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Steelmaker ArcelorMittal South Africa (AMSA) return to profit in the second half of its 2020 financial year on the back of steel-shortage-induced price rises that negatively affected many domestic downstream consumers and have led to growing calls for a lifting of import protection.
The JSE-listed company recorded a loss in the first half of the Covid-afflicted year, when almost all its operations were halted for the first time in the company’s history, but recovered to a R1.02-billion profit in the second six months.
As a result of this second-half recovery AMSA reduced its full-year headline loss to R2.04-billion, representing a R1.22-billion improvement on the R3.27-billion loss recorded in 2019.
Group revenue decreased by 40% to R24.64-billion, owing to a 47% fall in sales volumes for the year of 2.2-million tonnes.
CEO Kobus Verster described the challenges experienced during 2020 as “unprecedented”, with the first half of the year characterised by Covid-19-induced lockdowns that disrupted demand, production and supply chains.
The second half of 2020 saw an “unexpected bounce in near-term steel demand internationally”, however, that resulted in major steelmaking economies around the globe struggling to meet this demand.
“Regions with integrated primary steelmaking operations were especially affected as the complex supply chain components took time to re-establish and, internationally, this restoration continues.”
These supply shortages, coupled with nine-year-high iron-ore prices and increases in scrap and other raw material prices, triggered prices rises, particularly in the fourth quarter, AMSA said.
“By late December 2020 and into early January 2021, international steel prices reached levels last seen in 2008.”
AMSA had responded to the supply squeeze by restarting the second blast furnace at the Vanderbijlpark Works in December 2020, followed by the third basic oxygen furnace and the direct reduced iron plant to support flat steel supply.
Its electric arc furnace at Vereeniging, which was scheduled to be placed under care and maintenance in the third quarter of 2020, would continue to operate for the foreseeable future in support of long steel supply.
Nevertheless, downstream consumers have called for import protection to be lifted at least until market balance has been restored.
It emerged this week that the International Trade Administration Commission of South Africa (Itac) had received a policy directive from Trade, Industry and Competition Minister Ebrahim Patel to investigate the creation of a rebate facility of customs and safeguard duties to cover imported flat steel products used by the downstream industry.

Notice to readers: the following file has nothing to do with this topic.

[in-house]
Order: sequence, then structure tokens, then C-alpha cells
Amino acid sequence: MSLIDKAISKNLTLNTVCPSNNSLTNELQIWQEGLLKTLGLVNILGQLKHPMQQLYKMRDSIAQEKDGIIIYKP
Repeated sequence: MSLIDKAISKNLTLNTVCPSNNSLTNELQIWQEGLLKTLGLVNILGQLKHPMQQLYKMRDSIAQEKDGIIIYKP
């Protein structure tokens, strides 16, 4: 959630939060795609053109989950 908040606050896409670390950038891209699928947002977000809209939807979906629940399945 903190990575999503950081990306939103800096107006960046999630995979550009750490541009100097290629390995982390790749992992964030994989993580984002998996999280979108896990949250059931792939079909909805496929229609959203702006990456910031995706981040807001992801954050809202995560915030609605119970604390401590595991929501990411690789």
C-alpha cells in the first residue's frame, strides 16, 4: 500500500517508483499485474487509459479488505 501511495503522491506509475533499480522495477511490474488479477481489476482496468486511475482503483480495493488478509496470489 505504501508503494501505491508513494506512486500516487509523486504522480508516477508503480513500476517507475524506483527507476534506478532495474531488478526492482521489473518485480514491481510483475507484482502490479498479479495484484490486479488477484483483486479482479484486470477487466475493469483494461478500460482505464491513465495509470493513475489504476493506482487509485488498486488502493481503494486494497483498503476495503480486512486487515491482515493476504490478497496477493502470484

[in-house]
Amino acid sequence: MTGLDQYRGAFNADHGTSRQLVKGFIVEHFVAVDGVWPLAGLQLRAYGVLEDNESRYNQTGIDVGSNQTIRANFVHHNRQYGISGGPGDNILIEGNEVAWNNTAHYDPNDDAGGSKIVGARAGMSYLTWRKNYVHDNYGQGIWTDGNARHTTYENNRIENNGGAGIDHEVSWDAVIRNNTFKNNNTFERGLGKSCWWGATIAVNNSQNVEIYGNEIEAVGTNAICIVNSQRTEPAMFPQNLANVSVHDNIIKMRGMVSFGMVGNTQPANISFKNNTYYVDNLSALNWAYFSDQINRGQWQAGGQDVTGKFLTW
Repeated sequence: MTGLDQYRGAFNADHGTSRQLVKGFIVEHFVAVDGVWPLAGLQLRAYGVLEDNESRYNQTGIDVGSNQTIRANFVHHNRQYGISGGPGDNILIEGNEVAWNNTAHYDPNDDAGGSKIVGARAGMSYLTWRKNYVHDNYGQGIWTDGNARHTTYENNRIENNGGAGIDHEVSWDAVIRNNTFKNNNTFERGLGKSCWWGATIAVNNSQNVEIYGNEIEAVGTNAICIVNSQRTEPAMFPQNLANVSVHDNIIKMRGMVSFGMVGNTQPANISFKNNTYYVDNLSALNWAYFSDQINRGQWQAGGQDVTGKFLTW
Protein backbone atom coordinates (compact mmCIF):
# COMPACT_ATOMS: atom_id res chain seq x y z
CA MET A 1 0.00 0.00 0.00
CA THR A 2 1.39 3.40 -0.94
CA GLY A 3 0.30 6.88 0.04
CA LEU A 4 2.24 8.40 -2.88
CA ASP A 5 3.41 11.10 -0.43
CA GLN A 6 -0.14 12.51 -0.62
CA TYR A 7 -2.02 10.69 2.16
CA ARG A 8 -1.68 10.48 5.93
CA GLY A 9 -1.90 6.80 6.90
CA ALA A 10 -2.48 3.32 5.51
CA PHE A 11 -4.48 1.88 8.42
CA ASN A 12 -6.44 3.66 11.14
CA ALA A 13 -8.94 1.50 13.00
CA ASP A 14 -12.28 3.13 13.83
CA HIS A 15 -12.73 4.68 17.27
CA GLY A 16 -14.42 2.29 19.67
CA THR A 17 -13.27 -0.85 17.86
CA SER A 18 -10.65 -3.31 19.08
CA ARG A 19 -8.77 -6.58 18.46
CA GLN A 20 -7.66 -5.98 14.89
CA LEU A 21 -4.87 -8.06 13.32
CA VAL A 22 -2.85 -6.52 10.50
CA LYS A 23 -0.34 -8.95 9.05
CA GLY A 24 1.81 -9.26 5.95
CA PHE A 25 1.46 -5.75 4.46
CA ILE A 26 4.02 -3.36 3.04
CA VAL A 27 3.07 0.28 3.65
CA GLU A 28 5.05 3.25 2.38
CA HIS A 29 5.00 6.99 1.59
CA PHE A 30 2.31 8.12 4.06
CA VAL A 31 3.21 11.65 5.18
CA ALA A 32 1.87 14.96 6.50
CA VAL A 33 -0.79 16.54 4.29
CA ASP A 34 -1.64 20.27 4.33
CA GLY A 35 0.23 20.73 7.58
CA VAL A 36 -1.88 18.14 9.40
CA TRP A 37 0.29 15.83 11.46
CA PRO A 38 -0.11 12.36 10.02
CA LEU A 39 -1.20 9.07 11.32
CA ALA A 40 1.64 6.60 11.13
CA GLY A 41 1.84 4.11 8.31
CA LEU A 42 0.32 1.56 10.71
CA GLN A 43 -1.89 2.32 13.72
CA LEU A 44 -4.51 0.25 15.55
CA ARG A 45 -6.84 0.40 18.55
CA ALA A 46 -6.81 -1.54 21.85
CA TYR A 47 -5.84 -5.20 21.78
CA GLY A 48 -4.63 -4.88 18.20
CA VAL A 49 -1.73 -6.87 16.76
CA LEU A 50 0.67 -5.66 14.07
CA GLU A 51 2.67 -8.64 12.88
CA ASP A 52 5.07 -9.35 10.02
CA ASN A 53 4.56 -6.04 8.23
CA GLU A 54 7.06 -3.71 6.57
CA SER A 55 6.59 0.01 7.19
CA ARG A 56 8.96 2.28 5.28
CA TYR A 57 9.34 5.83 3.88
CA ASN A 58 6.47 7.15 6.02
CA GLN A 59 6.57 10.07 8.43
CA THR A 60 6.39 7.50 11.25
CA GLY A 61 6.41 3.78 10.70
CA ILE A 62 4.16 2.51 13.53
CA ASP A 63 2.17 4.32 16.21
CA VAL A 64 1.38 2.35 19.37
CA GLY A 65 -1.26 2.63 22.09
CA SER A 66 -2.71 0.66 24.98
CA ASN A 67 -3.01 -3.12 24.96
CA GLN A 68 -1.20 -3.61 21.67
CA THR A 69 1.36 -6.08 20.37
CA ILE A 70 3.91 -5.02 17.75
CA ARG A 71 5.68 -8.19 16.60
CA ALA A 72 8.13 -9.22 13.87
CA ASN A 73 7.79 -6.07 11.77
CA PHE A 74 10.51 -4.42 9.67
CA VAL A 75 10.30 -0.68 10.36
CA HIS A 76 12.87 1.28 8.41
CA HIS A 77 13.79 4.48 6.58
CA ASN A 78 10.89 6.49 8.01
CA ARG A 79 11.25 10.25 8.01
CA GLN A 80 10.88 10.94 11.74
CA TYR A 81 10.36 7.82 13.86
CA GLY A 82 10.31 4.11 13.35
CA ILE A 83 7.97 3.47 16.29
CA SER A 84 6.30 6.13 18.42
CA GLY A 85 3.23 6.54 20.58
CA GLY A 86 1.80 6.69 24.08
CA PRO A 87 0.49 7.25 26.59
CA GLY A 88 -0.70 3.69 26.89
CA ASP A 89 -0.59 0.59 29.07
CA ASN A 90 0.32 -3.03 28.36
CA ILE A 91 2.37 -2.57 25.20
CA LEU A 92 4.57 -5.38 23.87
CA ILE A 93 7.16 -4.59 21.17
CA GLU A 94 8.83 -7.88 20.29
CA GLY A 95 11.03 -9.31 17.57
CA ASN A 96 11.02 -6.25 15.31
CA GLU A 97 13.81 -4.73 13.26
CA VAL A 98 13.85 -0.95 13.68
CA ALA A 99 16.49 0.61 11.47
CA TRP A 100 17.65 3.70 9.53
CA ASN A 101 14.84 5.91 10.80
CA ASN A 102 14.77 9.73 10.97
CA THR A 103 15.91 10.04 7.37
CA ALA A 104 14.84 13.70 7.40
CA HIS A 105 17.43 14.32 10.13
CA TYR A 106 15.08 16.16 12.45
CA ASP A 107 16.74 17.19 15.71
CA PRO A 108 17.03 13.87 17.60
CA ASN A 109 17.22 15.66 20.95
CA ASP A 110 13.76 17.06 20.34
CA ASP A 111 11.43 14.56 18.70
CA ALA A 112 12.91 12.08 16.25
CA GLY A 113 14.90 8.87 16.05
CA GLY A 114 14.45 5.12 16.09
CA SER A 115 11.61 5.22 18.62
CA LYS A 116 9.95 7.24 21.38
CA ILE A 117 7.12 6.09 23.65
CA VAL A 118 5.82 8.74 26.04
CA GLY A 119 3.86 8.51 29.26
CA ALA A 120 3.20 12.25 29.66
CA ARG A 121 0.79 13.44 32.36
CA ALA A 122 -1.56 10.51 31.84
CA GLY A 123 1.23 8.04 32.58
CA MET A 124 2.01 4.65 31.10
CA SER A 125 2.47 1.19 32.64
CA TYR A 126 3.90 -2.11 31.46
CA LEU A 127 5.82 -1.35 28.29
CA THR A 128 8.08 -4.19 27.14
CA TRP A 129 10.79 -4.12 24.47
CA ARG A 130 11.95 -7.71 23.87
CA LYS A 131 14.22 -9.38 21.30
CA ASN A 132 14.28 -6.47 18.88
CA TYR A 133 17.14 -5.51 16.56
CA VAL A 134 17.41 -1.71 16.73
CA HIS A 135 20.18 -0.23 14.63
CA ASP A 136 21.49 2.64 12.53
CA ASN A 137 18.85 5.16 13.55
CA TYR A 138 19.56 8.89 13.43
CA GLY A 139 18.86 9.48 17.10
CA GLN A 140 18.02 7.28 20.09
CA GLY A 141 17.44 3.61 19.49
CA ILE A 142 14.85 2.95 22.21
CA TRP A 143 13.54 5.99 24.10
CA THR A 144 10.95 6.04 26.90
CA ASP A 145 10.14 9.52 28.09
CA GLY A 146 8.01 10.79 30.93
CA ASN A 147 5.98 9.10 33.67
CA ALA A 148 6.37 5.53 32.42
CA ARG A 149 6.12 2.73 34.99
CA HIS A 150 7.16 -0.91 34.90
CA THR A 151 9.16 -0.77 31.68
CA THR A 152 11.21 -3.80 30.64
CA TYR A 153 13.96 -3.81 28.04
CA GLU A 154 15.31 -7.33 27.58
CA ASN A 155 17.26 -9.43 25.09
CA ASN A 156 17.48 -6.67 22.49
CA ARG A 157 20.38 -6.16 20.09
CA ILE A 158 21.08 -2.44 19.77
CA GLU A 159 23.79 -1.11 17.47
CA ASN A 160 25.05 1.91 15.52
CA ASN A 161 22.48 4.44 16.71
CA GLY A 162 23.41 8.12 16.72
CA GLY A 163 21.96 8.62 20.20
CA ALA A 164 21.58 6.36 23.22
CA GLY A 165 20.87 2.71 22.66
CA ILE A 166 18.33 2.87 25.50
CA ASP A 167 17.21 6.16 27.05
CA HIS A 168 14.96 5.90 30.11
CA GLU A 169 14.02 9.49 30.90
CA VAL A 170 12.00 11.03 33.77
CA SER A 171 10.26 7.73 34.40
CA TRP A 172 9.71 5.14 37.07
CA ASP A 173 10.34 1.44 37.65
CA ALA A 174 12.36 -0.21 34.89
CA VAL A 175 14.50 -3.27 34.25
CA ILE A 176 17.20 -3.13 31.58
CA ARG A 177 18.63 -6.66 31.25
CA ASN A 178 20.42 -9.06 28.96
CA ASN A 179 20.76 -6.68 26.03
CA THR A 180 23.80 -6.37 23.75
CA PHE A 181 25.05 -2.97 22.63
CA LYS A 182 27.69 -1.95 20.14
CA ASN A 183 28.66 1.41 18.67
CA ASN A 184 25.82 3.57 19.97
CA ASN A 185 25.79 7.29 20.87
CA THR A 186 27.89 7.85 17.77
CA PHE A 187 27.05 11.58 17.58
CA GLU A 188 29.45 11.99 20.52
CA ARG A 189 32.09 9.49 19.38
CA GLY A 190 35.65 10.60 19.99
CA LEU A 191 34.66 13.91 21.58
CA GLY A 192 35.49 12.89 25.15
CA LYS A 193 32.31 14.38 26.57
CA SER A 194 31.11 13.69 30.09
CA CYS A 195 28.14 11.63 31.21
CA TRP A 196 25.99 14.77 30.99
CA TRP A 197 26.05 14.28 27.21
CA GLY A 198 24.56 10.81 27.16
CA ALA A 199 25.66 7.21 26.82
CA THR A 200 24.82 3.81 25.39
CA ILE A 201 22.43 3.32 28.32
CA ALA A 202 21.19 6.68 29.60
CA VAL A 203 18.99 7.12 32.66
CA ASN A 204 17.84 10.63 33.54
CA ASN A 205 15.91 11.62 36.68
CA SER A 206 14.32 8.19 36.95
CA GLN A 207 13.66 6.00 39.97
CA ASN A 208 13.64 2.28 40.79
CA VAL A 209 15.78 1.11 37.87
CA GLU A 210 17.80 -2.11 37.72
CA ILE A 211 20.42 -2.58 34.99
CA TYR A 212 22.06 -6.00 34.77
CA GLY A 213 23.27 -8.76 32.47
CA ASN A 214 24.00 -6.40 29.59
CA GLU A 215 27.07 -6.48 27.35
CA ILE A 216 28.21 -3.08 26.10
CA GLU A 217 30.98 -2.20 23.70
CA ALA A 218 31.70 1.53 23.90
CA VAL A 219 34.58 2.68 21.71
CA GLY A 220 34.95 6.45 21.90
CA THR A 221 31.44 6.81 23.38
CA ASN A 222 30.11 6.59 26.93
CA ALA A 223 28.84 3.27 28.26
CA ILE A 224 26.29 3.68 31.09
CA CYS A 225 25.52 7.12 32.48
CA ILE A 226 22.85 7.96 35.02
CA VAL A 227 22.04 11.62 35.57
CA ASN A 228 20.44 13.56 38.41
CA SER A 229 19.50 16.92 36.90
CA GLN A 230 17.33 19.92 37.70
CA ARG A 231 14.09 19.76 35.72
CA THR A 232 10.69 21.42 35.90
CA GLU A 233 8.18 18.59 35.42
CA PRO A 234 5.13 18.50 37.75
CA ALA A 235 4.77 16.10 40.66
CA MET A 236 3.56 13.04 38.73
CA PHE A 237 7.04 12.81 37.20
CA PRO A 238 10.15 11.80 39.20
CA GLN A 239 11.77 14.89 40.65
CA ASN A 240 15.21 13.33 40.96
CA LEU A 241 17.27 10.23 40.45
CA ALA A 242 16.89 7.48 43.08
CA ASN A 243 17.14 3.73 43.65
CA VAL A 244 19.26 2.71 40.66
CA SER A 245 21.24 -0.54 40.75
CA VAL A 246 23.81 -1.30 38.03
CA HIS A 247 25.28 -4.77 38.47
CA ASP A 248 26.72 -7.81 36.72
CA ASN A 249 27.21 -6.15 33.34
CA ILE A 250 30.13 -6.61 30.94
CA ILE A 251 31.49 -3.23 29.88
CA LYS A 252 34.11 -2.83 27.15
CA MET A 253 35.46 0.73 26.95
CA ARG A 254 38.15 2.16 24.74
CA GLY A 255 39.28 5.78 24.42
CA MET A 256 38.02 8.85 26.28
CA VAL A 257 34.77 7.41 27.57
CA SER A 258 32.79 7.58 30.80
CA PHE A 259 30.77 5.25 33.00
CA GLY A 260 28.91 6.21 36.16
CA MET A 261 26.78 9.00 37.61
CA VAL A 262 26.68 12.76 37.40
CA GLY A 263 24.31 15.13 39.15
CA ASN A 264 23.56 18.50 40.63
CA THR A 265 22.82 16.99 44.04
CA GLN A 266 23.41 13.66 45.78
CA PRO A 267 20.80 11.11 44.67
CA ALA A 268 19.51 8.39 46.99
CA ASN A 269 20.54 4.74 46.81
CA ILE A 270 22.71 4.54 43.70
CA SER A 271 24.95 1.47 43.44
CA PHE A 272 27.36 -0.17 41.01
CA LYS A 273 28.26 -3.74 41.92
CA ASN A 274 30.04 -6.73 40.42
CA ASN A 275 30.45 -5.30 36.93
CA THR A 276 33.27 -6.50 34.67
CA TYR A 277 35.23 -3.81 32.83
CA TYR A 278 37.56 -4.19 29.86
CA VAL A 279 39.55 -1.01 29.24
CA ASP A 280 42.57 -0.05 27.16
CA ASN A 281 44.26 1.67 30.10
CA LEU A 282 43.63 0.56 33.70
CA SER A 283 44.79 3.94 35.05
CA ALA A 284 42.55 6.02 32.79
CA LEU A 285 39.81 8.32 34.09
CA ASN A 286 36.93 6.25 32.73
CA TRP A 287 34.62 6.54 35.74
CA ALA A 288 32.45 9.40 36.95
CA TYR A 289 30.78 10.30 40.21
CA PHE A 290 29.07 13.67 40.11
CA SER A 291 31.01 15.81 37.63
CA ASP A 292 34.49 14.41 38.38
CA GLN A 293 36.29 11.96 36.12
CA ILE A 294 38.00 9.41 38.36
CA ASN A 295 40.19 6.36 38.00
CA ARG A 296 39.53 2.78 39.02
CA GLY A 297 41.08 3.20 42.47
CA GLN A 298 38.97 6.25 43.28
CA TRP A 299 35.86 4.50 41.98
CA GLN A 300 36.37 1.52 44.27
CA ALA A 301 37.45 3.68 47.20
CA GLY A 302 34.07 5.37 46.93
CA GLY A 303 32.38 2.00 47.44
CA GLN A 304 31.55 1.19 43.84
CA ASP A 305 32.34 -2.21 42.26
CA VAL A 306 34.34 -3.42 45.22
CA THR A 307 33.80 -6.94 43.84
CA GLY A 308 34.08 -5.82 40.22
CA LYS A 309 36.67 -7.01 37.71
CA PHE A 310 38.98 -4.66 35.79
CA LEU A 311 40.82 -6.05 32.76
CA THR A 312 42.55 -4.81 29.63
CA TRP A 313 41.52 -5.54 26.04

The directive, an Itac letter dated February 9 states, cites complaints that have been received from the downstream sector with regards to the shortage of steel.
Itac has requested stakeholders to offer feedback, by February 19, on specific product backlogs and the impact these have had on the company's operations.
Verster said AMSA would make a submission to Itac in which it would show that the shortages being experienced were not unique to South Africa and were the result of supply-chain disruptions associated with governmental responses to the pandemic.
The group would also argue that lifting protection would not address the prevailing lack of steel, as it would take three to four months for an import consignment to land in South Africa, by which time AMSA’s facilities would have ramped up to a point where both the domestic and regional markets could be “easily supplied”.
Following the restart of capacity, the group had the ability to produce 5.2-million tonnes of liquid steel yearly, even after the mothballing of Saldanha Steel, on the West Coast.
South Africa’s apparent steel consumption for 2020 decreased by 20% to 3.7-million tonnes, with steel imports of 937 000 t constituting some 26% of apparent steel consumption for the year – a contribution that is likely to reduce in the coming year as the supply-chain normalises.
“Our message to Itac is that this is not a uniquely South African issue; this is not a price issue, but a volume issue; we have committed to increasing capacity; and the time lags [between imports and domestic supply] are the same. So, if you reduce the duty, you won’t get hot-rolled coil any quicker.”
Verster also noted that several countries were currently considering increasing protection for their domestic steel industries as part of recovery plans rather than reducing protection.
Nevertheless, the more favourable market conditions, including higher prices, were expected to persist until at least the third quarter.
Therefore, AMSA had issued market guidance stating that the improved performance of the second half of 2020 would continue during the first half of its 2021 financial year.